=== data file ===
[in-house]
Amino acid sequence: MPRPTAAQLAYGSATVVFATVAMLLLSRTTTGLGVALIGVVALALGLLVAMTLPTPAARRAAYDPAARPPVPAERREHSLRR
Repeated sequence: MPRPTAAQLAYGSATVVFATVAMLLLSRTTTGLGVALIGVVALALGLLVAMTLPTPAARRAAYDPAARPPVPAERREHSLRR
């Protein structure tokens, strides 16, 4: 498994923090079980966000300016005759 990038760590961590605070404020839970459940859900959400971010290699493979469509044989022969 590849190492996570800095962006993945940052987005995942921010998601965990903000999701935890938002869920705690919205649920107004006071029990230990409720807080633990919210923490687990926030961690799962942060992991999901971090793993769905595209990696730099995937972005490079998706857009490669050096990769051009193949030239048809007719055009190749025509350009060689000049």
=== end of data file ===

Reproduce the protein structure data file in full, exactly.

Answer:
[in-house]
Amino acid sequence: MPRPTAAQLAYGSATVVFATVAMLLLSRTTTGLGVALIGVVALALGLLVAMTLPTPAARRAAYDPAARPPVPAERREHSLRR
Repeated sequence: MPRPTAAQLAYGSATVVFATVAMLLLSRTTTGLGVALIGVVALALGLLVAMTLPTPAARRAAYDPAARPPVPAERREHSLRR
């Protein structure tokens, strides 16, 4: 498994923090079980966000300016005759 990038760590961590605070404020839970459940859900959400971010290699493979469509044989022969 590849190492996570800095962006993945940052987005995942921010998601965990903000999701935890938002869920705690919205649920107004006071029990230990409720807080633990919210923490687990926030961690799962942060992991999901971090793993769905595209990696730099995937972005490079998706857009490669050096990769051009193949030239048809007719055009190749025509350009060689000049």